Furthermore, if turning him forward is only a matter of what I assume will be his added enjoyment of car rides, what kind of parent would I show myself to be? One who diminishes safety in the name of fun? In that case, why should I require him to wear a helmet when he rides in daddy's bike trailer? The majority (85% of parents) don't make their kids wear them after all. And bike accidents are so much less common than auto collisions. Why does it even matter? I say this mostly in Jest, we all know why we make our kids wear helmets. We all have the "what if" scenarios go through our heads and they almost undoubtedly lead to a feeling of tremendous guilt on our behalf should the unthinkable happen.

So what if the unthinkable did happen?

I'm praying it won't. And I'm sure you are too. But I'm also going to keep Levi rear facing to the full capacity of his restraint - likely past his second birthday.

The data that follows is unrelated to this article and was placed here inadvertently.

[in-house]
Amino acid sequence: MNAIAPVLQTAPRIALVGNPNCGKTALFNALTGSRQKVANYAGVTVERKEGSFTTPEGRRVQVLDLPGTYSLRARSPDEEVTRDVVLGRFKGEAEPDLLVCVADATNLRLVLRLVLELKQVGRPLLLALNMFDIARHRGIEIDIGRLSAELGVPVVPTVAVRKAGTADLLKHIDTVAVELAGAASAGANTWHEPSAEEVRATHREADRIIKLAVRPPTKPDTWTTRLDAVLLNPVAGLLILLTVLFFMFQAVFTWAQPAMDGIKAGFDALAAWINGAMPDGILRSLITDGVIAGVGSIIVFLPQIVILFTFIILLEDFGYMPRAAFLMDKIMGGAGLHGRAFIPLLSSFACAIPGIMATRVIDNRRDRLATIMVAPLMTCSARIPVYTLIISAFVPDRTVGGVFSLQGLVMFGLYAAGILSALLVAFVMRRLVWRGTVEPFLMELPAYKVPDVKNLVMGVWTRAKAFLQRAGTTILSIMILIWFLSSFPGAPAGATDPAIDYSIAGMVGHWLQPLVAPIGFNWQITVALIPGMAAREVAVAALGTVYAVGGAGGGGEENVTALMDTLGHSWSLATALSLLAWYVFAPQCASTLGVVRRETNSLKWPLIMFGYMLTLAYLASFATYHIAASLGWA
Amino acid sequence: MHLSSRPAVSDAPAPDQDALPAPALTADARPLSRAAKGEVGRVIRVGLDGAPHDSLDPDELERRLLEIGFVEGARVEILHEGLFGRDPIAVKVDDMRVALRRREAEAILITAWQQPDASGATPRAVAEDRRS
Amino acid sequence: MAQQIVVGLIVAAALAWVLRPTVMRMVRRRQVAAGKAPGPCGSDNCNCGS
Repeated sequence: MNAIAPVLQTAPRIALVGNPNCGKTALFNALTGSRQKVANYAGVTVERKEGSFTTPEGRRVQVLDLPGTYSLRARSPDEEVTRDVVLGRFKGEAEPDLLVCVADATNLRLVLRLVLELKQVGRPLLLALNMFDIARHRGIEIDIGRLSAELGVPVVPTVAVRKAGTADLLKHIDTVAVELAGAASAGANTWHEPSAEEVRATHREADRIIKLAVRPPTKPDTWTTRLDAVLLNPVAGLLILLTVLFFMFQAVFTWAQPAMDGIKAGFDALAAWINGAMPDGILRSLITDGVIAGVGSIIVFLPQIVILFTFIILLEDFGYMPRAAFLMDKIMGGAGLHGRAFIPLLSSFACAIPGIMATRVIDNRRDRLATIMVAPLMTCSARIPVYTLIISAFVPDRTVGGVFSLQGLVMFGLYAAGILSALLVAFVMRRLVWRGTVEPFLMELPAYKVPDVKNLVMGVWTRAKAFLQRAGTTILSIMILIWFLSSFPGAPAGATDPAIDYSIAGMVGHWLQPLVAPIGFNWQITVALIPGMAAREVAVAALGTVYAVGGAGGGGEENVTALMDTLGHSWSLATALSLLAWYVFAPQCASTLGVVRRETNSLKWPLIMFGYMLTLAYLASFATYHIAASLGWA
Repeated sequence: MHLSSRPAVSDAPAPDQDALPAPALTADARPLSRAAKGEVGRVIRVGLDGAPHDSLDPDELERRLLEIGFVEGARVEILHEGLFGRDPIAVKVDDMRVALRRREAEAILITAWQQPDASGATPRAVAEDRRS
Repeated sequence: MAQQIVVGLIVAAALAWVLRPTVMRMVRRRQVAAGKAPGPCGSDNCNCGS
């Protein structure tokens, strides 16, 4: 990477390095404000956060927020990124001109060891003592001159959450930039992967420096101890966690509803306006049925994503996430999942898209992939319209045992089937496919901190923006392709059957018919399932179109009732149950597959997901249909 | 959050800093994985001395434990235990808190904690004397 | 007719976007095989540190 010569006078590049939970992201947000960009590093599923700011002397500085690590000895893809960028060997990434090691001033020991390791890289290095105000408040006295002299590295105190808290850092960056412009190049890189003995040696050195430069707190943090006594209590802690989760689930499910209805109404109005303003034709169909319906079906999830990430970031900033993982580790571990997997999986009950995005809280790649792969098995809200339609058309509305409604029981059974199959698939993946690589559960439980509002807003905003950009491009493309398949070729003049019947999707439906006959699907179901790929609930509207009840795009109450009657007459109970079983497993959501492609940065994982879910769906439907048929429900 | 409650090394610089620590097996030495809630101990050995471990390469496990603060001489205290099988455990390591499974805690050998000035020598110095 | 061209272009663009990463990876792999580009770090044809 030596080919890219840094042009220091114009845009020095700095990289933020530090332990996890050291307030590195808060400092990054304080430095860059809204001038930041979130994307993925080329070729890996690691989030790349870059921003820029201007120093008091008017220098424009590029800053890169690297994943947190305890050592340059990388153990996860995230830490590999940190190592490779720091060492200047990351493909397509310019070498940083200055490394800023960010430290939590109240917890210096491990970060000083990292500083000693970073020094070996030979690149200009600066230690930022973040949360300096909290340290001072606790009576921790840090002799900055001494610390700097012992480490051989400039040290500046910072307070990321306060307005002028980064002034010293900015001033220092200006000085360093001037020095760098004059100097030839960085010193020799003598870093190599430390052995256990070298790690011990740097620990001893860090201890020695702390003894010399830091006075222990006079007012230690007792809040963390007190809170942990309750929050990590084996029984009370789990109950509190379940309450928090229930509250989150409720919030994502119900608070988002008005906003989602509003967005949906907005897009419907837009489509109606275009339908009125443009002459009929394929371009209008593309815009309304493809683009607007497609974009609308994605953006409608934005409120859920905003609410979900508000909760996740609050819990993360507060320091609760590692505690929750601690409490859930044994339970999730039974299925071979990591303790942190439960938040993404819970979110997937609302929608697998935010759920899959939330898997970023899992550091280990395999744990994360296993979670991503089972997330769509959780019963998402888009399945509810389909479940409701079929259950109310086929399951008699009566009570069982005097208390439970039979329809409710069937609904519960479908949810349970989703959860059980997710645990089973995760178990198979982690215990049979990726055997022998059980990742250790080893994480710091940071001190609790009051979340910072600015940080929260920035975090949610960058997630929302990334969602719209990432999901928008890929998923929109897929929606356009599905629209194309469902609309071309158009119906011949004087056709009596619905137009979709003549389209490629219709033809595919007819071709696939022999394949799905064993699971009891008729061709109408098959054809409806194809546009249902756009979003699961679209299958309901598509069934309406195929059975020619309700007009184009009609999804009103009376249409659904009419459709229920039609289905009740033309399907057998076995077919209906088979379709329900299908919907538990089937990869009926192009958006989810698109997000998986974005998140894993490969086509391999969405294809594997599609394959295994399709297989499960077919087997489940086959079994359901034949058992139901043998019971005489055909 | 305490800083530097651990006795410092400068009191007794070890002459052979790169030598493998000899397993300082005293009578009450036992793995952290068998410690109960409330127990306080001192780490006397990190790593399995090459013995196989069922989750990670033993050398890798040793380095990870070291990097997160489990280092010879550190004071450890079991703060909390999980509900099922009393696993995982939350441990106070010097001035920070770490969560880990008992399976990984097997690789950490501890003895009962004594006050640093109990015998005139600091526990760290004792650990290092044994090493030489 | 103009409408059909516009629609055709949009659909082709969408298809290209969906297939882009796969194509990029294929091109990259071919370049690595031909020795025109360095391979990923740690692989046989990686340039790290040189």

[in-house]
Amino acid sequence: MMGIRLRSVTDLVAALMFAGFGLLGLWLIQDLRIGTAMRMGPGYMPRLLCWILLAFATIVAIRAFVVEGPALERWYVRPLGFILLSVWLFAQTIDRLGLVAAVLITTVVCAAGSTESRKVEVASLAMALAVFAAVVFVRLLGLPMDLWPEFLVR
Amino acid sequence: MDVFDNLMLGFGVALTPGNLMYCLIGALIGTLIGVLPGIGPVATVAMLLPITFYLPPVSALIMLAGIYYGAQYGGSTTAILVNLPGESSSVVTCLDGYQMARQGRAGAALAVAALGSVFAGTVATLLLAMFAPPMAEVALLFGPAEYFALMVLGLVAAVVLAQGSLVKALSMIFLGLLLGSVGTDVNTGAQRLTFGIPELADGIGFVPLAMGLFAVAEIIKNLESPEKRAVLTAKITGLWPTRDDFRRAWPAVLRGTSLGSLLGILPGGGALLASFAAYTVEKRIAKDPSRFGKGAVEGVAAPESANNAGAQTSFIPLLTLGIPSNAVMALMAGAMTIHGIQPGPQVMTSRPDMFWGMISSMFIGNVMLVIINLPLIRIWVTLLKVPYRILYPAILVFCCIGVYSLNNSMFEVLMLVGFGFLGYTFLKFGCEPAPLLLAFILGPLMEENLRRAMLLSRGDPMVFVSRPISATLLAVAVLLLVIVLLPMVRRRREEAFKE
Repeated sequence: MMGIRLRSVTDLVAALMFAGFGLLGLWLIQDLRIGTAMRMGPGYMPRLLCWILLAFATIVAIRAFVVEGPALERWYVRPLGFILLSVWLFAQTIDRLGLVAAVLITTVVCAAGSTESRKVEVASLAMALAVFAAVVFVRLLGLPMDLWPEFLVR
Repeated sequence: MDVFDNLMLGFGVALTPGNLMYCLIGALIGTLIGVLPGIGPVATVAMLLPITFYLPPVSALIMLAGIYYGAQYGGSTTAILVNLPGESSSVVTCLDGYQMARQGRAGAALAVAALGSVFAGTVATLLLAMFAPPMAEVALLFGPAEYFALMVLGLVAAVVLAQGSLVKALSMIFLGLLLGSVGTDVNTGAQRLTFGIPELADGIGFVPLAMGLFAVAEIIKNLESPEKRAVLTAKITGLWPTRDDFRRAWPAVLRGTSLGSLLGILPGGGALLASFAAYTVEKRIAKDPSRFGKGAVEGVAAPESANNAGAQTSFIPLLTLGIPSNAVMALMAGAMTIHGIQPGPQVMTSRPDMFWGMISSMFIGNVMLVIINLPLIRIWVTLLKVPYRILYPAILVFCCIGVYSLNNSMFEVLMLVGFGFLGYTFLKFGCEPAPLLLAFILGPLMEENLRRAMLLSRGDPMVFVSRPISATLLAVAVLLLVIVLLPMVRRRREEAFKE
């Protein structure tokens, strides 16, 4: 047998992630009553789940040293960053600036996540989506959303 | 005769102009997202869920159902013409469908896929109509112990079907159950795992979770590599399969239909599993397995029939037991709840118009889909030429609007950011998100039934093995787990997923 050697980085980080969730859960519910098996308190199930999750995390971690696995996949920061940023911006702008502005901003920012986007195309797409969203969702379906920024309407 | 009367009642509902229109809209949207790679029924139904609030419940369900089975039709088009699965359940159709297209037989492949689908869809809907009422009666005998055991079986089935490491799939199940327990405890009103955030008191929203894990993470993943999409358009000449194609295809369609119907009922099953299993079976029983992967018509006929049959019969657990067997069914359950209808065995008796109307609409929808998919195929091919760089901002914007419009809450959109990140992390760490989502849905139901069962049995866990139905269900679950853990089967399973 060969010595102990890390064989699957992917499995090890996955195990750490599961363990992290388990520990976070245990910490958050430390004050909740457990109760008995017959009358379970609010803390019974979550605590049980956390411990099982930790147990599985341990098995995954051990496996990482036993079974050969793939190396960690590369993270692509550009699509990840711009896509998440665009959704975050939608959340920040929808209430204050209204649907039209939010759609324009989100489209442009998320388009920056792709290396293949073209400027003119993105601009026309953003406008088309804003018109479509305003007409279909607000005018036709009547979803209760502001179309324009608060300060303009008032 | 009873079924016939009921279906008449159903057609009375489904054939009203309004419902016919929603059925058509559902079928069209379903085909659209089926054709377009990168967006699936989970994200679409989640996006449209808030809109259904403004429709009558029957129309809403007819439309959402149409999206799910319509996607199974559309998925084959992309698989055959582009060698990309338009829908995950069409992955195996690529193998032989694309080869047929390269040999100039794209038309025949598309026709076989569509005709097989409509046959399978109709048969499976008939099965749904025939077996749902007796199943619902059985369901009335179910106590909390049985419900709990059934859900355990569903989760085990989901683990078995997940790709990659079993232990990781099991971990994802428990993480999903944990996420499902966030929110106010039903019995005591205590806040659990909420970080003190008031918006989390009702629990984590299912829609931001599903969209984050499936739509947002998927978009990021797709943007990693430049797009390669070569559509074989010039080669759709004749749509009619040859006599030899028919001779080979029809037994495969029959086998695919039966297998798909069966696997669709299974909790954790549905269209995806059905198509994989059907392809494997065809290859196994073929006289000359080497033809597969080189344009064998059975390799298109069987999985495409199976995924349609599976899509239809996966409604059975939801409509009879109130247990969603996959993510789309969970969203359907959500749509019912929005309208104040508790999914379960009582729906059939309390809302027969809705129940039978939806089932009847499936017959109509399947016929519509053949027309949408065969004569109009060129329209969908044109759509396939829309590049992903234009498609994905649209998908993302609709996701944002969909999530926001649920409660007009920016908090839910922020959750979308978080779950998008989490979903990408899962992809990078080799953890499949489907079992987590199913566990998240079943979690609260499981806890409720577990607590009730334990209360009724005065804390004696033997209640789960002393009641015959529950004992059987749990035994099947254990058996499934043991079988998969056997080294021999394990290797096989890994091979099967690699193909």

Thursday, July 15, 2010

How to know you're a native washintonian, transplanted to Nebraska

In case you have trouble identifying yourself, here are some clues:

  • When you see the abbreviation "NE" you think it likely means "north east"
  • WSU obviously stands for Washington State University (where's Wichita again?)
  • When someone complains about "traffic" you tell them they haven't experienced traffic unless they've sat somewhere on the 1-5 corridor between 4-6pm on a Friday, or sat on US26 between Pullman and Colfax after a home game.
  • You don't recognize it's raining until it's done so for at least a couple hours, or maybe a few days in a row
  • Humidity makes you gasp and ask the nearest person if the world is about to end
  • You declare that the person who designs Nebraska license plates should probably keep their day job.